Usain Bolt sets Olympic record, defends gold in 100 meters

Usain Bolt: still the fastest man in the history of the world and now a two-time defending Olympic champ. (US Presswire)

The most impressive field in the history of the 100 meters saw the most impressive sprinter in the history of the world win it again.

Jamaica's Usain Bolt lived up to his name, hype, reputation and expectations Sunday night as he ran the second-fastest 100-meter dash in the history of the world, an Olympic-record 9.63 seconds to give him the gold.

2012 London Olympics
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It's the second straight gold for Bolt in this event, and by winning he becomes the only other man aside from Carl Lewis to defend the title of Fastest Man in the World at back-to-back Olympics. 

Bolt's Jamaican teammate and rival, Yohan Blake, who was the defending world champion in the 100 (he won it at the World Championships in 2011, when Bolt was disqualified for a false start), took silver. Blake crossed in 9.75 seconds. That's blazing for anyone not named "Bolt." American Justin Gatlin -- who had the best 100 time in the semifinals of any sprinter -- was awarded bronze thanks to his 9.79 dash.

The other two Americans in the race -- Tyson Gay and Ryan Bailey -- were fourth and fifth, respectively.

Bolt's gold may come as exciting-but-expected news to casual track fans, but the truth is, he was hampered by injuries and inconsistency the past two years. Basically, he wasn't running or acting like himself. That is: he wasn't completely dominant and removed from the rest of the field in his runs. He also wasn't the loose, confident, cocky figure the world grew to knew at those legendary '08 Games.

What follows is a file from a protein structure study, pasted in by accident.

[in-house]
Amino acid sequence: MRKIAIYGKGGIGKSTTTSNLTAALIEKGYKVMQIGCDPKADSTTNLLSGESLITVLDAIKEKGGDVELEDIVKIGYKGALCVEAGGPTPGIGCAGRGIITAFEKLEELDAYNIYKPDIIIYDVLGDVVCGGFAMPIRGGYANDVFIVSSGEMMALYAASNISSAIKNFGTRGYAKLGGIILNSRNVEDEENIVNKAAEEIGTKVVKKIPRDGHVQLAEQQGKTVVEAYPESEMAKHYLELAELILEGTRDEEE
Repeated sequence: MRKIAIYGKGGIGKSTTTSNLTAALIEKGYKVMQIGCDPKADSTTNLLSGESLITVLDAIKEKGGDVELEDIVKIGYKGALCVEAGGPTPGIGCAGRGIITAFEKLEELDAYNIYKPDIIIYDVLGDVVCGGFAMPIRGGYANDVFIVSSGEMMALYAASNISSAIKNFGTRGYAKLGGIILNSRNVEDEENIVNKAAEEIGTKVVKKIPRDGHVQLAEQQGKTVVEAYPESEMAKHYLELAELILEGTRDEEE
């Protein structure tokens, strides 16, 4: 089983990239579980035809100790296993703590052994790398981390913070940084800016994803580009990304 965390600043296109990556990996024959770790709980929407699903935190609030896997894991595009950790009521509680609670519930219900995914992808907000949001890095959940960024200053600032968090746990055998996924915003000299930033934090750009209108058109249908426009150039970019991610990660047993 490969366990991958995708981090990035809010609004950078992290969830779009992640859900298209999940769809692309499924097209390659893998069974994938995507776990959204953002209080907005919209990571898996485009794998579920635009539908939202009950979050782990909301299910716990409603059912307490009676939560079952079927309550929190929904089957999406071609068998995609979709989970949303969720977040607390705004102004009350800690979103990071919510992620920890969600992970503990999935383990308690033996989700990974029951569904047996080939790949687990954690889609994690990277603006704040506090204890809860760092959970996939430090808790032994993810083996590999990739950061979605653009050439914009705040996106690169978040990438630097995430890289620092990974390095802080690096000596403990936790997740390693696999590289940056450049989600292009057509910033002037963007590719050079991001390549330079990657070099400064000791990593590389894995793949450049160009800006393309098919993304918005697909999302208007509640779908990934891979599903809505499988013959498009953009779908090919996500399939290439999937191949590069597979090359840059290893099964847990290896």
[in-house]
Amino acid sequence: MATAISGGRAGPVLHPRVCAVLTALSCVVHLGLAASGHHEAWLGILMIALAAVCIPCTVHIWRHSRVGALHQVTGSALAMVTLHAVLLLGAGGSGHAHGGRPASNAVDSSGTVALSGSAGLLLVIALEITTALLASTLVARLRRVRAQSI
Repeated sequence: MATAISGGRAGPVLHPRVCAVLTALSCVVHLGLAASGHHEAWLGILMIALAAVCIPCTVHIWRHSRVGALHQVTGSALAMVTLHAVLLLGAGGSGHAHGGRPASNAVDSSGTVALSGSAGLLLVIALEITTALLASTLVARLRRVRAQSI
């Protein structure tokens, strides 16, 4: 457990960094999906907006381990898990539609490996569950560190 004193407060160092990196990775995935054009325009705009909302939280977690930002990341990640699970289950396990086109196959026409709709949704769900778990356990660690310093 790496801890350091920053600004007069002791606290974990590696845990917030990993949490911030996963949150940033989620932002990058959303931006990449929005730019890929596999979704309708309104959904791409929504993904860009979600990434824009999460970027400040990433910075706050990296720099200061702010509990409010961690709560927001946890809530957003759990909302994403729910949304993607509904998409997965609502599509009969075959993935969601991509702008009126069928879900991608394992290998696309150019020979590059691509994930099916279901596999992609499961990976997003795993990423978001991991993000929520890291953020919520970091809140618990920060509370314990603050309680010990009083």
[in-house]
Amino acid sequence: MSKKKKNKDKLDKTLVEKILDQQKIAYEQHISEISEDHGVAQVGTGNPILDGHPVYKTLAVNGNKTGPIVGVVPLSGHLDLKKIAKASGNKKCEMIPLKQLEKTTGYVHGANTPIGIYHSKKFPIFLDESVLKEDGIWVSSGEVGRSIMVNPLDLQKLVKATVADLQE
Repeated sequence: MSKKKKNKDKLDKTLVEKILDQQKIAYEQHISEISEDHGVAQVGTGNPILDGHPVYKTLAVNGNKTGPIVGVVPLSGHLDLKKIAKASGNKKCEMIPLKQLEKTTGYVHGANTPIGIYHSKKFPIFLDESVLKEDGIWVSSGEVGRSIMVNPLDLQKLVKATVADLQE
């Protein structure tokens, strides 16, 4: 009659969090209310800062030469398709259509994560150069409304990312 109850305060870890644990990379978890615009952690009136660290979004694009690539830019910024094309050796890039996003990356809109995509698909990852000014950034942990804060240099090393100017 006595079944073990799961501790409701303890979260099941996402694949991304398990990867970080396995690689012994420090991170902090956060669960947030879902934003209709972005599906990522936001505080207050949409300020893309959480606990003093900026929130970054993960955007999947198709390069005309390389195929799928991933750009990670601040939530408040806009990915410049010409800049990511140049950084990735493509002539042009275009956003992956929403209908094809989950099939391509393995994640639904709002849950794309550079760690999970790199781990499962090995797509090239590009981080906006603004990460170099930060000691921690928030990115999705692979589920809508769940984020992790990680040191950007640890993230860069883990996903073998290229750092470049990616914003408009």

But in London, it all returned for Bolt, who ran in lane 7 Sunday night. He playfully showed for the cameras before his race by dancing, spinning air turntables and twiddling his signature two fingers, like a runner galloping down a track. He then signaled the cross, gave a kiss-and-point to the sky, and lined up in his block.

Bolt didn't have the best start -- which has always been a "problem" for him -- but by the 60-meter mark, the fastest sprinter in world history peeled from the pack to secure himself for first place.

This 100-meter final field was special. Consider: all eight sprinters had torched the race in less than 10 seconds this year. That is unprecedented. And sprinters who finished fourth, fifth, sixth and seventh in this final did it in faster times in those spots than any previous race in history.

And yet, Bolt beat them all so comfortably. Bolt told the BBC after the race that he was worried about a false start, like his from the World Championships last year. That of course wasn't a problem, as Bolt is once again a champion and still one of the most popular sports stars in the world.

CBS Sports Writer

Matt Norlander is a national award-winning writer who has been with CBS Sports since 2010. He's in his seventh season covering college basketball for CBS, and also covers the NBA Draft, the Olympics and... Full Bio

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